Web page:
Chicago police plan search for more victims of Gacy Clues point to burial of four bodies near serial killer's home

November 12, 1998|By CHICAGO TRIBUNE

CHICAGO -- John Wayne Gacy was executed in 1994, but Chicago police are preparing to find out whether he went to his death with a secret.

They are making plans to dig up a small pie-shaped area behind a Northwest Side home, based on a ground radar survey indicating that human remains may be buried there.

A former Chicago police detective once ran into Gacy in an alley there, holding a shovel, a recollection that along with the computer data from the radar is responsible for opening the new investigation.

Still, even as police seek a search warrant for the dig, they are more than a little doubtful about what they might find.

Recollecting Geraldo Rivera's plunge into Al Capone's vault, they fear being held up to ridicule if the tip does not pan out, and they don't want to create a circus atmosphere.

The computerized data from the radar indicate, but do not prove, the presence of as many as four bodies buried at about 40 inches, according to sources.

If successful, the search and identification of remains through dental records could bring closure to the families of some long-missing young men.

Any recovery of human remains also would validate the suspicions of a former Chicago police detective who is at the center of the new Gacy development.

His recollections prompted the Better Government Association to examine the site with the ground-penetrating radar, according to sources familiar with the probe.

This week the state's attorney's office took a statement from former Detective Bill Dorsch, now a private investigator.

Dorsch described for prosecutors the night in 1975 when the headlights of his car fell upon Gacy, holding a dirty shovel, next to the Northwest Side alley where the new search is proposed.

It was 3 a.m., according to the statement, and Dorsch, driving home from his police shift, was startled to see anyone in the alley, much less Gacy, whom he knew as a local building contractor who occasionally dressed up as a clown to entertain children.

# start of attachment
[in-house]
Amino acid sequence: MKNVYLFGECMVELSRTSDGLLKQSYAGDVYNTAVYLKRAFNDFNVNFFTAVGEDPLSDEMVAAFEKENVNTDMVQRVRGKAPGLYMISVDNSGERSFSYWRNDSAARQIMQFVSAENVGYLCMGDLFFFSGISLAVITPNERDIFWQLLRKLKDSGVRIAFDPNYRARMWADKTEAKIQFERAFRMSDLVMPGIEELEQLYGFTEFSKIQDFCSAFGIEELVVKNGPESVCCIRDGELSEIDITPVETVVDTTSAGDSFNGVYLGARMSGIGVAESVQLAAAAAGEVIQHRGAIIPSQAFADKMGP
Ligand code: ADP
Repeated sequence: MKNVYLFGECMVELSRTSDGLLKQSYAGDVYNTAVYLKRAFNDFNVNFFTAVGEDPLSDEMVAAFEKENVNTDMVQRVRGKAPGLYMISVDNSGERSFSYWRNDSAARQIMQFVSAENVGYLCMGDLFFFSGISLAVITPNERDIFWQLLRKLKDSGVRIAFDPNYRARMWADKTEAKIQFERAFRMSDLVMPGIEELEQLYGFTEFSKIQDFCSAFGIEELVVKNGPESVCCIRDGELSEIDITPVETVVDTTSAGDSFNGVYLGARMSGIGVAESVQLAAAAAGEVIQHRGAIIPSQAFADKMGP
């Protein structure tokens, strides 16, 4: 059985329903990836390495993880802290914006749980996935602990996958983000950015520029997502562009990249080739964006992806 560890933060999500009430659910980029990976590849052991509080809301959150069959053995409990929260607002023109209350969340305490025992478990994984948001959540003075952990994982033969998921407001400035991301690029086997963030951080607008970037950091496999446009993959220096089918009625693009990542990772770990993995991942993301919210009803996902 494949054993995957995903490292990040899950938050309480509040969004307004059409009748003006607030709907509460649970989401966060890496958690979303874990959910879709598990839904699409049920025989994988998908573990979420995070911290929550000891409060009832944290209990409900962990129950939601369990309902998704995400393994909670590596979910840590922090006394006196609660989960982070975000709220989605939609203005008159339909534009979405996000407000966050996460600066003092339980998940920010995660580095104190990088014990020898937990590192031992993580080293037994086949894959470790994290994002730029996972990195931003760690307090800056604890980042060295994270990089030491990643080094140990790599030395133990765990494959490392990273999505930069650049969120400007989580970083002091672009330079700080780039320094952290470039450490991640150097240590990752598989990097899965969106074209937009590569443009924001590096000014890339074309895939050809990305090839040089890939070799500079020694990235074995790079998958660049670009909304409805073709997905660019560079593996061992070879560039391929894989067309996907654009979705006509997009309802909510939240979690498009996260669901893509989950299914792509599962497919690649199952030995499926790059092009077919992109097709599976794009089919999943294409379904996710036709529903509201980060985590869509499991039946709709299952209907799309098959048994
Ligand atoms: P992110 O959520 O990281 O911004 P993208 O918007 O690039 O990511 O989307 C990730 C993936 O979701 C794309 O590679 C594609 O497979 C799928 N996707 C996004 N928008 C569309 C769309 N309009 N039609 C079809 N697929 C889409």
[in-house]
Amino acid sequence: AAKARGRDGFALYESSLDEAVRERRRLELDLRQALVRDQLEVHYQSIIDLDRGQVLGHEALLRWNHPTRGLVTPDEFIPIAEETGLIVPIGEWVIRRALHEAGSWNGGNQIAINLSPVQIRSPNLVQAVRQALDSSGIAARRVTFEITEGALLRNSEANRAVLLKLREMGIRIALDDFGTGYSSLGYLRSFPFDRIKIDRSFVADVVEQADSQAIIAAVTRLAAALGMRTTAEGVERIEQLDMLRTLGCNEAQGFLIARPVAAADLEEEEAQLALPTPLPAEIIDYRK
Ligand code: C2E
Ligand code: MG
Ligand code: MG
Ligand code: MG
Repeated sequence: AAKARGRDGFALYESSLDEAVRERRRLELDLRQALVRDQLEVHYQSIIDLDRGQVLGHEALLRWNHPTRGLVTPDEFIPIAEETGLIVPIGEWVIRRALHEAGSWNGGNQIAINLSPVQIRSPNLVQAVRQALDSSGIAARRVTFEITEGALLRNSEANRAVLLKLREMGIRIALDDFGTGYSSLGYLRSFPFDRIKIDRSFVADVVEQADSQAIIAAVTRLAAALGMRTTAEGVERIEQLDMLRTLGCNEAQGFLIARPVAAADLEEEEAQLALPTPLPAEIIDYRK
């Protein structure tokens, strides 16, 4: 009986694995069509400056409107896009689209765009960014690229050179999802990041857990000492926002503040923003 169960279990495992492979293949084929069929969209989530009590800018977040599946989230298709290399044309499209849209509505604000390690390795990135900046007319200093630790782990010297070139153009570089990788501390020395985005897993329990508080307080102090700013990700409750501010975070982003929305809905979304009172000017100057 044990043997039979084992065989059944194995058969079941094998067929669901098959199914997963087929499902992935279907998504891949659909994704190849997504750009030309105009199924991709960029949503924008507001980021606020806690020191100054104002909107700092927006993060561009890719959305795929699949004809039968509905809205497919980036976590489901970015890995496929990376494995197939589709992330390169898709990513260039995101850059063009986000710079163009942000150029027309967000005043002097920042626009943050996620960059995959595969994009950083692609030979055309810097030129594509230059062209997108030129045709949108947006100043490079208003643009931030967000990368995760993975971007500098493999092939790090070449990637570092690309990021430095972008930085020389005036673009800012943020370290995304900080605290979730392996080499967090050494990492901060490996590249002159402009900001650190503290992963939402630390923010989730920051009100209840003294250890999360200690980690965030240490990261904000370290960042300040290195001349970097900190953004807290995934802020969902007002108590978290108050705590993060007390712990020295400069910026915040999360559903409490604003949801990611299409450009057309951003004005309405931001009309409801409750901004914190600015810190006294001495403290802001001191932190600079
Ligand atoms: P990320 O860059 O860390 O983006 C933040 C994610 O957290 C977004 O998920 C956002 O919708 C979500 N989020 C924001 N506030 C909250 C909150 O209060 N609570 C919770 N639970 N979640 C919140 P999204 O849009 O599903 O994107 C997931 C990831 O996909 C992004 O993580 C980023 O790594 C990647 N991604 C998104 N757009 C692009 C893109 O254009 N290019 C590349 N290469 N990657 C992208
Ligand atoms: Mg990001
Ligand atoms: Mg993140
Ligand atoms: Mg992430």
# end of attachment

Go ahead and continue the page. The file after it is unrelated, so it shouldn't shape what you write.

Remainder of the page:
Dorsch related Gacy's quick, almost upbeat reaction:

"I stopped and said, 'John, what are you doing out here at this time of night with a shovel?' "

He said Gacy approached his car, smiled and replied: "Well, with all the kind of work I do, there just isn't enough time in the day.

"So here I am."

Dorsch drove on, thinking nothing more of the encounter. When Gacy was arrested three years later and his crawl-space cemetery was disclosed, the alley encounter took on new significance.

"I thought back to the time I'd found him in the middle of the night, holding the shovel, and asked myself, 'Was he burying a body back then?' " Dorsch said.

Dorsch said he immediately contacted the Cook County sheriff's office, which had assumed jurisdiction because Gacy's house was in an unincorporated area just outside Chicago.

But his telephone call to a sheriff's hot line, while answered, apparently went no further.

No one from the county police, he said, ever got back to him. "I'm sure they were swamped with work about Gacy and got lots of calls like mine," Dorsch said.

Gacy, whom police have linked to 33 killings of young men and boys, went to his death by lethal injection without any mention of the suspected site. He was executed on May 10, 1994, at Stateville Correctional Center, near Joliet.

Gacy's murder spree is believed to have begun six years before his arrest in December 1978. A search of his home in unincorporated Norwood Park Township at the time uncovered 27 murder victims in a dank crawl space.

But the macabre retrieval of dead men didn't stop at what soon became known as Gacy's house of horrors. The bodies of two more victims were unearthed in his back yard; four others were fished out of the Des Plaines River.

Gacy never confessed to the murders or gave a complete accounting of the crimes, and investigators have speculated that there could have been more than 33 victims.

Pub Date: 11/12/98

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